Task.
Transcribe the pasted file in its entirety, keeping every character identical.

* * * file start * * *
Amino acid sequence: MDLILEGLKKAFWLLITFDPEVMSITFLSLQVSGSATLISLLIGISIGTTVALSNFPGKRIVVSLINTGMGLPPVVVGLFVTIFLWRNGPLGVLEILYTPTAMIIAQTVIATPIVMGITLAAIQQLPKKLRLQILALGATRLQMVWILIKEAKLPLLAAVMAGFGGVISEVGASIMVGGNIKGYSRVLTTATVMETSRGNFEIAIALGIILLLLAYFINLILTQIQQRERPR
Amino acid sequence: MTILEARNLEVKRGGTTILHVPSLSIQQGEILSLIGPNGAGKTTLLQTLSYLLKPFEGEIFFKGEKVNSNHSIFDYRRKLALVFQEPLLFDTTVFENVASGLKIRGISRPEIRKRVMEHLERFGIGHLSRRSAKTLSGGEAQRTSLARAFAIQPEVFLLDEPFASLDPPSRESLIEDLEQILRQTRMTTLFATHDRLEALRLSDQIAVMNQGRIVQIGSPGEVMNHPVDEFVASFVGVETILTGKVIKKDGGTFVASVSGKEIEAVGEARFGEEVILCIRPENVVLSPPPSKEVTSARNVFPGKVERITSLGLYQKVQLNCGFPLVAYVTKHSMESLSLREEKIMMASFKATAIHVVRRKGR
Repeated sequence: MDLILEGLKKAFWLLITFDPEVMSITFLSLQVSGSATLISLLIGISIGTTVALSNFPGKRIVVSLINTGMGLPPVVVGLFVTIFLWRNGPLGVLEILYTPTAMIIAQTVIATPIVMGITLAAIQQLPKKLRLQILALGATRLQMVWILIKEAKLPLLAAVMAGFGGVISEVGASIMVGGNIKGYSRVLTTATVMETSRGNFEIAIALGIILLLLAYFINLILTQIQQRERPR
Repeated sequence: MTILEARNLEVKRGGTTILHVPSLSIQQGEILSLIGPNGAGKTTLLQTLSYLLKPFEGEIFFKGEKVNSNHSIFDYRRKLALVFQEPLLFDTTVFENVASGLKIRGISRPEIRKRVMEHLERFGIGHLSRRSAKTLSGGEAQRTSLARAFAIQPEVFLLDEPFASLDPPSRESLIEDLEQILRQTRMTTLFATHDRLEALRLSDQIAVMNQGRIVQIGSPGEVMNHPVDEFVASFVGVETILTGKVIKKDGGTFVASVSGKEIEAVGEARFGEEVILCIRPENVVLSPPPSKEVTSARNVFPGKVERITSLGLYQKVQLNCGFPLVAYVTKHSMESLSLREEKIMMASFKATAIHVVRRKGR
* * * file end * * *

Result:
Amino acid sequence: MDLILEGLKKAFWLLITFDPEVMSITFLSLQVSGSATLISLLIGISIGTTVALSNFPGKRIVVSLINTGMGLPPVVVGLFVTIFLWRNGPLGVLEILYTPTAMIIAQTVIATPIVMGITLAAIQQLPKKLRLQILALGATRLQMVWILIKEAKLPLLAAVMAGFGGVISEVGASIMVGGNIKGYSRVLTTATVMETSRGNFEIAIALGIILLLLAYFINLILTQIQQRERPR
Amino acid sequence: MTILEARNLEVKRGGTTILHVPSLSIQQGEILSLIGPNGAGKTTLLQTLSYLLKPFEGEIFFKGEKVNSNHSIFDYRRKLALVFQEPLLFDTTVFENVASGLKIRGISRPEIRKRVMEHLERFGIGHLSRRSAKTLSGGEAQRTSLARAFAIQPEVFLLDEPFASLDPPSRESLIEDLEQILRQTRMTTLFATHDRLEALRLSDQIAVMNQGRIVQIGSPGEVMNHPVDEFVASFVGVETILTGKVIKKDGGTFVASVSGKEIEAVGEARFGEEVILCIRPENVVLSPPPSKEVTSARNVFPGKVERITSLGLYQKVQLNCGFPLVAYVTKHSMESLSLREEKIMMASFKATAIHVVRRKGR
Repeated sequence: MDLILEGLKKAFWLLITFDPEVMSITFLSLQVSGSATLISLLIGISIGTTVALSNFPGKRIVVSLINTGMGLPPVVVGLFVTIFLWRNGPLGVLEILYTPTAMIIAQTVIATPIVMGITLAAIQQLPKKLRLQILALGATRLQMVWILIKEAKLPLLAAVMAGFGGVISEVGASIMVGGNIKGYSRVLTTATVMETSRGNFEIAIALGIILLLLAYFINLILTQIQQRERPR
Repeated sequence: MTILEARNLEVKRGGTTILHVPSLSIQQGEILSLIGPNGAGKTTLLQTLSYLLKPFEGEIFFKGEKVNSNHSIFDYRRKLALVFQEPLLFDTTVFENVASGLKIRGISRPEIRKRVMEHLERFGIGHLSRRSAKTLSGGEAQRTSLARAFAIQPEVFLLDEPFASLDPPSRESLIEDLEQILRQTRMTTLFATHDRLEALRLSDQIAVMNQGRIVQIGSPGEVMNHPVDEFVASFVGVETILTGKVIKKDGGTFVASVSGKEIEAVGEARFGEEVILCIRPENVVLSPPPSKEVTSARNVFPGKVERITSLGLYQKVQLNCGFPLVAYVTKHSMESLSLREEKIMMASFKATAIHVVRRKGR